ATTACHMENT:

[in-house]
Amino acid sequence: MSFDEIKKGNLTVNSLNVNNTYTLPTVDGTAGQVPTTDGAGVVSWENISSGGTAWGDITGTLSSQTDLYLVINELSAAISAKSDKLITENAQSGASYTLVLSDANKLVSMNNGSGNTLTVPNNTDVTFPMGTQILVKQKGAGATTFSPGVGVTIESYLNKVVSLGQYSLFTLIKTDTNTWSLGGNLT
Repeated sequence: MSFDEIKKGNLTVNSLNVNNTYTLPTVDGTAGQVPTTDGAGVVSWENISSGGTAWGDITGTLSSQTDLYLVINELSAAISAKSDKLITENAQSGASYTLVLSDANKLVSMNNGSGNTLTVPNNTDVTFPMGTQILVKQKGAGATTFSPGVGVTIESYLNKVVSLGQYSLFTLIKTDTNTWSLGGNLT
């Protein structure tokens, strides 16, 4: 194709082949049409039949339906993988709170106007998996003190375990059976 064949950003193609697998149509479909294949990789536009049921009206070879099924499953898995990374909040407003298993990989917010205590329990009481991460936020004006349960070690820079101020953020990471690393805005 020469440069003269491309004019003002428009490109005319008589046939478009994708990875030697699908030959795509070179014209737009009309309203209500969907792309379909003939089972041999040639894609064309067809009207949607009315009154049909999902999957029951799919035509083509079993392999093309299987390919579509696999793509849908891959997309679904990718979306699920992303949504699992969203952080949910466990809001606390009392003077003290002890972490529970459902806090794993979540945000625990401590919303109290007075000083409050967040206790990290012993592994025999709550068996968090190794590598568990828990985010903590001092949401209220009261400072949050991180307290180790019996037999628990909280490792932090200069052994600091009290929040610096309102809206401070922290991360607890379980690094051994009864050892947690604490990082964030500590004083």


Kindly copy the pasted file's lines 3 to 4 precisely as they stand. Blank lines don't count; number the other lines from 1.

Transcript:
Repeated sequence: MSFDEIKKGNLTVNSLNVNNTYTLPTVDGTAGQVPTTDGAGVVSWENISSGGTAWGDITGTLSSQTDLYLVINELSAAISAKSDKLITENAQSGASYTLVLSDANKLVSMNNGSGNTLTVPNNTDVTFPMGTQILVKQKGAGATTFSPGVGVTIESYLNKVVSLGQYSLFTLIKTDTNTWSLGGNLT
């Protein structure tokens, strides 16, 4: 194709082949049409039949339906993988709170106007998996003190375990059976 064949950003193609697998149509479909294949990789536009049921009206070879099924499953898995990374909040407003298993990989917010205590329990009481991460936020004006349960070690820079101020953020990471690393805005 020469440069003269491309004019003002428009490109005319008589046939478009994708990875030697699908030959795509070179014209737009009309309203209500969907792309379909003939089972041999040639894609064309067809009207949607009315009154049909999902999957029951799919035509083509079993392999093309299987390919579509696999793509849908891959997309679904990718979306699920992303949504699992969203952080949910466990809001606390009392003077003290002890972490529970459902806090794993979540945000625990401590919303109290007075000083409050967040206790990290012993592994025999709550068996968090190794590598568990828990985010903590001092949401209220009261400072949050991180307290180790019996037999628990909280490792932090200069052994600091009290929040610096309102809206401070922290991360607890379980690094051994009864050892947690604490990082964030500590004083």